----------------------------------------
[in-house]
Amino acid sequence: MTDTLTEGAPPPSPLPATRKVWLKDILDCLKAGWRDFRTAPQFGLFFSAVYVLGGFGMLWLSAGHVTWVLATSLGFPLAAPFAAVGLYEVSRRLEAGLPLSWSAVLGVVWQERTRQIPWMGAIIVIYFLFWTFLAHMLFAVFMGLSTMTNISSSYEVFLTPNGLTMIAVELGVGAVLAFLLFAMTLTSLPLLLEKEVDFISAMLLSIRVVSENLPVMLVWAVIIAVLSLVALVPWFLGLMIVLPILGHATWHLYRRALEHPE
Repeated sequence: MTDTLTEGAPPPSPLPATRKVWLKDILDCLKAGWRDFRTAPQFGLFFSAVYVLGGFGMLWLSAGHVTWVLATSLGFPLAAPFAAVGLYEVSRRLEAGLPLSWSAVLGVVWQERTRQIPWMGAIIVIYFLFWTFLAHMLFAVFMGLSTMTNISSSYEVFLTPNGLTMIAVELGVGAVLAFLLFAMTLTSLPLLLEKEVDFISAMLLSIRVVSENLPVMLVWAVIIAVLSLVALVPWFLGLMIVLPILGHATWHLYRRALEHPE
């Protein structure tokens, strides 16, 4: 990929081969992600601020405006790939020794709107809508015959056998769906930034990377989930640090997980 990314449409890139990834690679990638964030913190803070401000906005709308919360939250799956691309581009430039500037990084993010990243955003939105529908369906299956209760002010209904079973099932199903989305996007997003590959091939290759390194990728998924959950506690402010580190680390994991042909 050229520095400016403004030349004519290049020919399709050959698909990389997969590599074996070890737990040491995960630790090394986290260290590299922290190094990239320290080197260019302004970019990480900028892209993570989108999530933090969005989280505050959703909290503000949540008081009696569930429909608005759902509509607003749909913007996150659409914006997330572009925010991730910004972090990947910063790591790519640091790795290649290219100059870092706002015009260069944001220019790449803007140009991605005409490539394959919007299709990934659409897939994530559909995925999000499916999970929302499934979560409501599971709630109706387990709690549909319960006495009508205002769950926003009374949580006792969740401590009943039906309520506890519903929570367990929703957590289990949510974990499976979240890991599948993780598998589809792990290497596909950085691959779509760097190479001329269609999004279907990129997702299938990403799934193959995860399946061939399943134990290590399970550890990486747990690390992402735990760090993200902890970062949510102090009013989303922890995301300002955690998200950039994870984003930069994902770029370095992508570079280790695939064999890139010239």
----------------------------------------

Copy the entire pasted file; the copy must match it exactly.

[in-house]
Amino acid sequence: MTDTLTEGAPPPSPLPATRKVWLKDILDCLKAGWRDFRTAPQFGLFFSAVYVLGGFGMLWLSAGHVTWVLATSLGFPLAAPFAAVGLYEVSRRLEAGLPLSWSAVLGVVWQERTRQIPWMGAIIVIYFLFWTFLAHMLFAVFMGLSTMTNISSSYEVFLTPNGLTMIAVELGVGAVLAFLLFAMTLTSLPLLLEKEVDFISAMLLSIRVVSENLPVMLVWAVIIAVLSLVALVPWFLGLMIVLPILGHATWHLYRRALEHPE
Repeated sequence: MTDTLTEGAPPPSPLPATRKVWLKDILDCLKAGWRDFRTAPQFGLFFSAVYVLGGFGMLWLSAGHVTWVLATSLGFPLAAPFAAVGLYEVSRRLEAGLPLSWSAVLGVVWQERTRQIPWMGAIIVIYFLFWTFLAHMLFAVFMGLSTMTNISSSYEVFLTPNGLTMIAVELGVGAVLAFLLFAMTLTSLPLLLEKEVDFISAMLLSIRVVSENLPVMLVWAVIIAVLSLVALVPWFLGLMIVLPILGHATWHLYRRALEHPE
């Protein structure tokens, strides 16, 4: 990929081969992600601020405006790939020794709107809508015959056998769906930034990377989930640090997980 990314449409890139990834690679990638964030913190803070401000906005709308919360939250799956691309581009430039500037990084993010990243955003939105529908369906299956209760002010209904079973099932199903989305996007997003590959091939290759390194990728998924959950506690402010580190680390994991042909 050229520095400016403004030349004519290049020919399709050959698909990389997969590599074996070890737990040491995960630790090394986290260290590299922290190094990239320290080197260019302004970019990480900028892209993570989108999530933090969005989280505050959703909290503000949540008081009696569930429909608005759902509509607003749909913007996150659409914006997330572009925010991730910004972090990947910063790591790519640091790795290649290219100059870092706002015009260069944001220019790449803007140009991605005409490539394959919007299709990934659409897939994530559909995925999000499916999970929302499934979560409501599971709630109706387990709690549909319960006495009508205002769950926003009374949580006792969740401590009943039906309520506890519903929570367990929703957590289990949510974990499976979240890991599948993780598998589809792990290497596909950085691959779509760097190479001329269609999004279907990129997702299938990403799934193959995860399946061939399943134990290590399970550890990486747990690390992402735990760090993200902890970062949510102090009013989303922890995301300002955690998200950039994870984003930069994902770029370095992508570079280790695939064999890139010239």